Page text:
As usual, the TED community has lots of news to share this week. Below, some highlights.
A MacArthur for Rhiannon Giddens and Kate Orff. On October 11, the MacArthur Foundation released their list of 2017 Fellows. Among them are musician Rhiannon Giddens and landscape architect Kate Orff. Giddens, known for her rich reinterpretations of American folk music, performed for lucky audiences at TED2016. Kate Orff spoke at TEDWomen 2010 about her efforts to revitalize New York’s rivers using oysters. Along with the 20 other fellows, Giddens and Orff will each receive $625,000 with no strings attached to pursue their work. (Watch Giddens’ TED Talk and Orff’s TED Talk)
Dare to drive. After recording herself driving a car in Saudi Arabia and posting the footage on YouTube, Saudi Arabian activist Manal al-Sharif became the face of the Dare2Drive campaign. Though cultural traditions excluded women from driving, this campaign called for women to post pictures of themselves on-the-wheel and on-the-go on social media, strategically working against the government’s ban on public demonstrations and protests. Albeit motivated by its potential impact on the economy and the desire to soften the world’s perception of Saudi Arabia, the Saudi Arabian government recently announced that women will be allowed to drive starting in June of 2018. (Watch al-Sharif’s TED Talk)
The internet of flying things. Awaiting medical test results can be nerve-wracking and potentially deadly. That’s why Andreas Raptopoulos’ Matternet has coupled medicine with drone technology. By partnering with Swiss hospitals to deliver blood samples to and from testing centers, Raptopoulos’ drone technology is saving hours in diagnostics and treatment. In addition, through a partnership with Mercedes-Benz, Matternet has launched a drone delivery pilot program in Zurich that carries packages up to 4.4 lbs at 43 mph for over 12 miles — a delivery system they hope to one day deploy globally. (Watch Raptopoulos’ TED Talk)
A new geological era. The Anthropocene Working Group (an international group of scientists) developed a proposal to name the current and official geological era the Anthropocene — an era where humans have notably and markedly altered the course of Earth’s timeline and ecosystems. Publishing their summary of evidence and recommendations in the journal Anthropocene in early October, the authors, including TED speaker Naomi Oreskes, suggest that the start date for this suggested era should be the mid-20th century, when momentous chemical changes, species invasions and global climate shifts began to occur (Watch Oreskes’ TED Talk)
A new way to fund digital journalism. Once purely a form of affirmation, likes and shares might have kindled a new approach to keep digital journalism alive by inspiring digital activists Bruno Torturra, Ariel Kogan, and Thiago Rondon to found Libre. With the ultimate goal of revolutionizing journalism, the founders wanted to engineer a solution to the financial instability that plagues digital journalism, creating a novel way to for members to distribute money from the cost of a Libre membership to their favorite journalism sites. (Watch Torturra’s TED Talk)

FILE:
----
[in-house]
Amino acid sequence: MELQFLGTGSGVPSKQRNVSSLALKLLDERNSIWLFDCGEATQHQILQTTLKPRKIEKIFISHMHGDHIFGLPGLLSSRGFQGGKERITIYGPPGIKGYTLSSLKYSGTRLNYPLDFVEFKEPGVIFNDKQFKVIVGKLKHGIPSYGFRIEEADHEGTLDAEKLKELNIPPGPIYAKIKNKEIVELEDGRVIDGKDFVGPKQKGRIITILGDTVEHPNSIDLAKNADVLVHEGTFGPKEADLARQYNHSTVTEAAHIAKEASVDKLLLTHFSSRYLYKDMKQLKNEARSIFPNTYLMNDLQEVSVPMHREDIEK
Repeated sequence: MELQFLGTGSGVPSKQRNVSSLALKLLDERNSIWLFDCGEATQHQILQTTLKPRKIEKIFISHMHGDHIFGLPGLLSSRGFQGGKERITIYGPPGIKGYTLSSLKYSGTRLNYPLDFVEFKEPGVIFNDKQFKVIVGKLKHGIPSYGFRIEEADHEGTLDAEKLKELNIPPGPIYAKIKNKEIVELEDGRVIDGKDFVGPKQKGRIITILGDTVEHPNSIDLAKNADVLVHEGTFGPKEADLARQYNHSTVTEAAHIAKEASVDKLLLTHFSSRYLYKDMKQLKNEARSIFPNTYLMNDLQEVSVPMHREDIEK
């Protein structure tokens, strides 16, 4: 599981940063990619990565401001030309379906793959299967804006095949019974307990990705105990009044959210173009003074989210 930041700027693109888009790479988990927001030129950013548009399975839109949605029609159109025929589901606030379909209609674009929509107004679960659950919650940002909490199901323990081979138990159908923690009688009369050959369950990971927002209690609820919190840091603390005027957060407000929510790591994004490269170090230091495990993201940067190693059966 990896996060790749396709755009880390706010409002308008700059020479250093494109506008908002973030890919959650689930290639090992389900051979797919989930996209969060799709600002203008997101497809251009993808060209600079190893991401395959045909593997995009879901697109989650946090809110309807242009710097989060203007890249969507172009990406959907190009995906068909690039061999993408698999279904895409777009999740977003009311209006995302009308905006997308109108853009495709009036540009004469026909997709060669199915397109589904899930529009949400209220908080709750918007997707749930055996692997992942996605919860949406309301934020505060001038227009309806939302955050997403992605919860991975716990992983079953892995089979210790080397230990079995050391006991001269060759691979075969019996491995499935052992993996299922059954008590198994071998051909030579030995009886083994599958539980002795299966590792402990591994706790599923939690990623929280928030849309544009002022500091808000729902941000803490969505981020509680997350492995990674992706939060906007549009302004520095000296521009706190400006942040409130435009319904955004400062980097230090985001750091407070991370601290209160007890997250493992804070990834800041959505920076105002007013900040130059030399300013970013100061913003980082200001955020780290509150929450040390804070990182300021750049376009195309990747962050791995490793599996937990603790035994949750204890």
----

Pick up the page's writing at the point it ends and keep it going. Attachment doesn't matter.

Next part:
Leather made in the lab. Though most people do not associate the word “homegrown” with leather, Modern Meadow’s new pop-up exhibit in SoHo challenges that dissociation. The biofabrication company led by Andras Forgacs and creatively guided by Suzanne Lee launched a leather brand, Zoa, that is entirely biofabricated. Bonus: One piece from the line is even part of the Paola Antonelli-curated exhibit at the Museum of Modern Art: Items: Is Fashion Modern? on display until January 28. Modern Meadow’s contribution brings together cultivation and innovation in wearable fashion pieces that might not only catch your eye but also tempt you to touch. (Watch Lee’s TED Talk, Forgacs’ TED Talk, and Antonelli’s TED Talk)
A milestone for the US Marine Corps. Even in the 21st century, women still have barriers to break. In this regard, Gayle Tzemach Lemmon details the individual struggles that women face in the military while simultaneously announcing that the United States Marine Corps finally has a woman infantry officer among its ranks. Though her name has yet to be announced, her fellow Marines speak highly of her, noting the physical and societal obstacles she has overcome and exalting her for making herstory. (Watch Tzemach Lemmon’s TED Talk)
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Photo: Bret Hartman / TED
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Author: Rebekah Barnett
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